China’s demand for U.S. pork will have a big impact on the success of the U.S. pork industry in 2008. What we know about the Chinese market, and what we can expect in 2008 are questions on pork producers’ minds. 

“We know their domestic herd has fallen due to disease, and we know they can’t increase significantly, as here in the U.S.,” says Fiona Boal, executive director of Rabobank Food and Agribusiness Research in North America. "What we don’t know is the real size of that decline in their herd,".

China is dealing with historically high pork prices, because the Chinese pork inventory is barely keeping up with demand, said Boal. Pork prices have risen 60 percent from one year ago.

Boal said the government of China has begun policies to stimulate their domestic supply of pork. The U.S. will likely export over 150,000 tons carcass weight pork to China and Hong Kong in 2008. The weaker dollar will help the U.S. sell pork to China but competition is strong. U.S. poultry leg quarters are competitively priced, and exports to China are up 40 percent from a year ago.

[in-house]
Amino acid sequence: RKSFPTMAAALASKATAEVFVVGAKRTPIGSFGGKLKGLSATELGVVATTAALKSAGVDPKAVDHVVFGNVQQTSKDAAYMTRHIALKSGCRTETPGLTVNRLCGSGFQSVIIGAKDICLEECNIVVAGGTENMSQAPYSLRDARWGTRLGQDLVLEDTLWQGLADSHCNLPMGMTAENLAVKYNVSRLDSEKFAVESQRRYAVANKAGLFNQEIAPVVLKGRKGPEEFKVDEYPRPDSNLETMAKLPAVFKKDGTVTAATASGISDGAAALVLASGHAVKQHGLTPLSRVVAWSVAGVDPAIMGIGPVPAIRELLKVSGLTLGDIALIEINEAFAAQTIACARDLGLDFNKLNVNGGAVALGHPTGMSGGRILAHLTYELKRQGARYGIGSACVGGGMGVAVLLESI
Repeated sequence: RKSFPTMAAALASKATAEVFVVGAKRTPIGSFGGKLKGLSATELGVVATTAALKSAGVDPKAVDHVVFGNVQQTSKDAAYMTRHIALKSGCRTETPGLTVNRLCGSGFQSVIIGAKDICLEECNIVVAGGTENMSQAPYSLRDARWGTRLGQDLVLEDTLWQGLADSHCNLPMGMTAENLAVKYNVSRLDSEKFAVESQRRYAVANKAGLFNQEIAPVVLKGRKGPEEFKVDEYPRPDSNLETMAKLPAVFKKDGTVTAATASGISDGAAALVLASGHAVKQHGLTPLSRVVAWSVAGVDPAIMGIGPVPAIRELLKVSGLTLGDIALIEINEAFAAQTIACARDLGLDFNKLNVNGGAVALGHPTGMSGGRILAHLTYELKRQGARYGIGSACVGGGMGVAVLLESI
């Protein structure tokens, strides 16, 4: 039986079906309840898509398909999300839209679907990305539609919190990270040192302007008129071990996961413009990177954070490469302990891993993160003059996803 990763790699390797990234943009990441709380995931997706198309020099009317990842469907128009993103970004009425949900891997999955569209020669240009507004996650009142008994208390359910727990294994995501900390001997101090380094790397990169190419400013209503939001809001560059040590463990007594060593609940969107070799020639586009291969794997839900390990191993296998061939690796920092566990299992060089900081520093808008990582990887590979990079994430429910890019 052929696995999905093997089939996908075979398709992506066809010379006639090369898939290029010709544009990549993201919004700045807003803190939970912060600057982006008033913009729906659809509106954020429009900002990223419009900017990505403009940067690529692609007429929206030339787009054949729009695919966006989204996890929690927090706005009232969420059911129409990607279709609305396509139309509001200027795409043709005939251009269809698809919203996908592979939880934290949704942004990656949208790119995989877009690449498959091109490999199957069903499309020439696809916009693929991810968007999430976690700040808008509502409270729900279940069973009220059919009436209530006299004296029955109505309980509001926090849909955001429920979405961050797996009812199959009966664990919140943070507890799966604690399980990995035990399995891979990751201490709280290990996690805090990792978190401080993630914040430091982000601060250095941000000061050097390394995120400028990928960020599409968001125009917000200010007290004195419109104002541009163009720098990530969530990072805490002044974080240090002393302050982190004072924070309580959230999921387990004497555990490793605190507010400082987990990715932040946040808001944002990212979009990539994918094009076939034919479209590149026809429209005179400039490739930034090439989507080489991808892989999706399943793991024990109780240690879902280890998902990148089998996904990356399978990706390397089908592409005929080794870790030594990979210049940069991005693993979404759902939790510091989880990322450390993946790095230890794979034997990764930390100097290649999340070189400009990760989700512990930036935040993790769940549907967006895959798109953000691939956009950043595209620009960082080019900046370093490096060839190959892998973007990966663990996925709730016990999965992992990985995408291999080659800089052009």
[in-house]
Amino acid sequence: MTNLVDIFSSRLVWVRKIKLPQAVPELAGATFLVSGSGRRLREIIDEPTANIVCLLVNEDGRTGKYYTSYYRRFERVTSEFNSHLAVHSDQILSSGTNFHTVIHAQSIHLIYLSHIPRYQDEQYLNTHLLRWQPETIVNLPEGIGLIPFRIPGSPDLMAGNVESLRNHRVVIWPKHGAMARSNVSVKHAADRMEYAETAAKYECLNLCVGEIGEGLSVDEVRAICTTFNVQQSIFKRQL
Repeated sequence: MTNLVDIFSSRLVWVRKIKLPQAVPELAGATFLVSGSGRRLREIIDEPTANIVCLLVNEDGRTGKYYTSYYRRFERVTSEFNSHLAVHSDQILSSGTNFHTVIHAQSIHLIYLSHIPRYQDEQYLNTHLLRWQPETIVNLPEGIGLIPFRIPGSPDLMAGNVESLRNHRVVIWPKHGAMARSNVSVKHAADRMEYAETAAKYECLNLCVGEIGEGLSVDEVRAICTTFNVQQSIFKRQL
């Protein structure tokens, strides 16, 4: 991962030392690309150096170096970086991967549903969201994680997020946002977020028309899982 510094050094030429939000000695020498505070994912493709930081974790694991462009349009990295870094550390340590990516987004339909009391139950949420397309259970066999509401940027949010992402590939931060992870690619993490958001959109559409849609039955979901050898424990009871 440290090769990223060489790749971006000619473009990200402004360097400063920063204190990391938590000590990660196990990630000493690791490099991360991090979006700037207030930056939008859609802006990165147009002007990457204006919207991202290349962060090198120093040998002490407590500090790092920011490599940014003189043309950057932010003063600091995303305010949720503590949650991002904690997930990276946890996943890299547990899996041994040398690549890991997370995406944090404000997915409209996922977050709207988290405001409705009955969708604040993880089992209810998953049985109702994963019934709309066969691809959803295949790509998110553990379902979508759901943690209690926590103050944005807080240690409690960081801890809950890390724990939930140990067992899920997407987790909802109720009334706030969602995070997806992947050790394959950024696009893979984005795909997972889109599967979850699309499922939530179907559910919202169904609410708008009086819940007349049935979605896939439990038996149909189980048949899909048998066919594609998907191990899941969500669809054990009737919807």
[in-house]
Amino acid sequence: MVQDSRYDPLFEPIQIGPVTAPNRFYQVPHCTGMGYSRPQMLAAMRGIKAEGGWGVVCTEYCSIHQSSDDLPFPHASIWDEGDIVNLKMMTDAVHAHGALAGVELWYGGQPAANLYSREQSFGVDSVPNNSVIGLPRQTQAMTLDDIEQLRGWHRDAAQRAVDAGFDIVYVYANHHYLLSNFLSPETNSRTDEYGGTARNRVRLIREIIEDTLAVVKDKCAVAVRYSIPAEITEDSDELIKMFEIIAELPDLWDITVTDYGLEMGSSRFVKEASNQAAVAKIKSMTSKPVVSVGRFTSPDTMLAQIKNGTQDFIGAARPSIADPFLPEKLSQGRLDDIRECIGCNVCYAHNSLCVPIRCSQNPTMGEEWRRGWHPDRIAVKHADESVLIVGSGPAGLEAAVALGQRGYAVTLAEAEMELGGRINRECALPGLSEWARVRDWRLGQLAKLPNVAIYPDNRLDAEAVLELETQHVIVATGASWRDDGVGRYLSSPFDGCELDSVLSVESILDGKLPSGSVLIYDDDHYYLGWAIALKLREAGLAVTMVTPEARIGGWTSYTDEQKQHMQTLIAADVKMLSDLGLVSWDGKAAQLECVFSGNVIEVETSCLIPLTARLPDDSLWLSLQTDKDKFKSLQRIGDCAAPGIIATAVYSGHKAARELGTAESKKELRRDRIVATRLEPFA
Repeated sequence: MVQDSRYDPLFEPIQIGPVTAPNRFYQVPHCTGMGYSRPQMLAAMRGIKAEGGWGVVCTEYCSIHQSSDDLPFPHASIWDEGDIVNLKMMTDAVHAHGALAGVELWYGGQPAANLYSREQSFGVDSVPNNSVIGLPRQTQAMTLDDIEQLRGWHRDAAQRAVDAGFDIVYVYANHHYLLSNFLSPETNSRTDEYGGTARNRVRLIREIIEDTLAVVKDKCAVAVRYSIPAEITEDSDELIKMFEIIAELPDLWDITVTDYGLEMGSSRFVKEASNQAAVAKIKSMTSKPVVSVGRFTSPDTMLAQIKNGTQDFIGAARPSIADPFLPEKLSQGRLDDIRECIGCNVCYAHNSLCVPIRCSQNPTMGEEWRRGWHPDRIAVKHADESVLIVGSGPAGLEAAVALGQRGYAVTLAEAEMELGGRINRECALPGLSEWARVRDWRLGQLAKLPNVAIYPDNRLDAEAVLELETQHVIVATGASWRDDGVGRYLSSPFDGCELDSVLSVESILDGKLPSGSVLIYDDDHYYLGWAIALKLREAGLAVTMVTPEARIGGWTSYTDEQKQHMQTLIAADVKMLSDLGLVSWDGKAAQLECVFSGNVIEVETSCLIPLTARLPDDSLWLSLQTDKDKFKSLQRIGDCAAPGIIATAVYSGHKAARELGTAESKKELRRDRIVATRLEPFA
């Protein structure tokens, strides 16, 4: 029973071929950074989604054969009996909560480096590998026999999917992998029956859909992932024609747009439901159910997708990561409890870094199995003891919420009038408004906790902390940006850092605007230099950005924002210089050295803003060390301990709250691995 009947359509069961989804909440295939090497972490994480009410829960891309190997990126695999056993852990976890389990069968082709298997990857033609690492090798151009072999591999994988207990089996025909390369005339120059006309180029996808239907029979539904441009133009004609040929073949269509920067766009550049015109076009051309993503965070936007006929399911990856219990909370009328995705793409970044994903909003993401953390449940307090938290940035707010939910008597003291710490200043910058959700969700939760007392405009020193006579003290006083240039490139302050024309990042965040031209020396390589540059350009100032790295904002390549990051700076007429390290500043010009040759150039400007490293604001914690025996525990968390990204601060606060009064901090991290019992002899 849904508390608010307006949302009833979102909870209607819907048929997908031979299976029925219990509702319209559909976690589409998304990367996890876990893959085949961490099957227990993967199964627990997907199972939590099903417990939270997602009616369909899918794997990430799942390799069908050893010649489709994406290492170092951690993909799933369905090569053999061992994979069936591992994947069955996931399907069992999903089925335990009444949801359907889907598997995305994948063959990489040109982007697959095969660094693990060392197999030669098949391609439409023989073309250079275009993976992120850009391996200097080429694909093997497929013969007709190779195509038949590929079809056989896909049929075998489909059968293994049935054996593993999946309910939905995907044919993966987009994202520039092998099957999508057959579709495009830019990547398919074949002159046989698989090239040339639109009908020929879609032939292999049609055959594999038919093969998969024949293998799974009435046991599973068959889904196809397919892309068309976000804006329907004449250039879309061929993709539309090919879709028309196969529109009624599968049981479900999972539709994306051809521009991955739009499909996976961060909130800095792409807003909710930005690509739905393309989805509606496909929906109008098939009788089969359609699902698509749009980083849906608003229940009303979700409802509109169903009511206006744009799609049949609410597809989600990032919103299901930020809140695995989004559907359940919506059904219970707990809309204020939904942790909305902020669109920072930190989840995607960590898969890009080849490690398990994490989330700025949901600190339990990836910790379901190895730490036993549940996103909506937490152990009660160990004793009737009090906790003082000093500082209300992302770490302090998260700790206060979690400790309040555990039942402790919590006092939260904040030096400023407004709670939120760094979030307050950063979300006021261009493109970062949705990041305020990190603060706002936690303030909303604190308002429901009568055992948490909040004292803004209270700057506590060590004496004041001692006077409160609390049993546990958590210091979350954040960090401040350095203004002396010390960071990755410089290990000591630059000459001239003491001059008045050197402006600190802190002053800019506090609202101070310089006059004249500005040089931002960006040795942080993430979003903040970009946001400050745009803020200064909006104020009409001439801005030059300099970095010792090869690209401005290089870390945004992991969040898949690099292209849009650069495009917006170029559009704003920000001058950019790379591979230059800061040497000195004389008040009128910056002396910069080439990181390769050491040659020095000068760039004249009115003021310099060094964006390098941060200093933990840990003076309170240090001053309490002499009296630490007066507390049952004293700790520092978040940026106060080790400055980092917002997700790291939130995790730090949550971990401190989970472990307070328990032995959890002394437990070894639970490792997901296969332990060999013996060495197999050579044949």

Two other pork producing countries, Brazil and Argentina, have recently signed agreements to export pork to China. France and Denmark also export pork to China. "The U.S. pork industry has enjoyed 15 consecutive years of export growth, and it looks like 2008 will make that 16," said Boal. "Really it is the exports that have allowed the industry to maintain its current fundamentals with such a huge volume of hogs coming through.

“Having access to a market like China in 2008 is really going to be necessary."

Source: The